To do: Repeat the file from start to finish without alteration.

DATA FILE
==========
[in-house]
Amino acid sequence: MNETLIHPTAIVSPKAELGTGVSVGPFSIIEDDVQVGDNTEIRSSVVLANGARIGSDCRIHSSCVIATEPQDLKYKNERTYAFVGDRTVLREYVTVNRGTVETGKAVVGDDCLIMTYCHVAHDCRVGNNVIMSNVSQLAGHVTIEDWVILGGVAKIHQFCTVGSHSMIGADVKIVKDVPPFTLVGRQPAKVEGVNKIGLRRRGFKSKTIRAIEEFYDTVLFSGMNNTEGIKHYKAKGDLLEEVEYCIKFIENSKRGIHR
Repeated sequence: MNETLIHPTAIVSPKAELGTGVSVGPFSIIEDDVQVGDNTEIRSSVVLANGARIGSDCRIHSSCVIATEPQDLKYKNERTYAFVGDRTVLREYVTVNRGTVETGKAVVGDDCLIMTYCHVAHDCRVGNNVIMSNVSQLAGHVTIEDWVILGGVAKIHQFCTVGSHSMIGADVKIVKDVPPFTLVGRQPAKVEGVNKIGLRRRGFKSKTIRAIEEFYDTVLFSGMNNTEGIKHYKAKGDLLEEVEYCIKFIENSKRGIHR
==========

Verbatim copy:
[in-house]
Amino acid sequence: MNETLIHPTAIVSPKAELGTGVSVGPFSIIEDDVQVGDNTEIRSSVVLANGARIGSDCRIHSSCVIATEPQDLKYKNERTYAFVGDRTVLREYVTVNRGTVETGKAVVGDDCLIMTYCHVAHDCRVGNNVIMSNVSQLAGHVTIEDWVILGGVAKIHQFCTVGSHSMIGADVKIVKDVPPFTLVGRQPAKVEGVNKIGLRRRGFKSKTIRAIEEFYDTVLFSGMNNTEGIKHYKAKGDLLEEVEYCIKFIENSKRGIHR
Repeated sequence: MNETLIHPTAIVSPKAELGTGVSVGPFSIIEDDVQVGDNTEIRSSVVLANGARIGSDCRIHSSCVIATEPQDLKYKNERTYAFVGDRTVLREYVTVNRGTVETGKAVVGDDCLIMTYCHVAHDCRVGNNVIMSNVSQLAGHVTIEDWVILGGVAKIHQFCTVGSHSMIGADVKIVKDVPPFTLVGRQPAKVEGVNKIGLRRRGFKSKTIRAIEEFYDTVLFSGMNNTEGIKHYKAKGDLLEEVEYCIKFIENSKRGIHR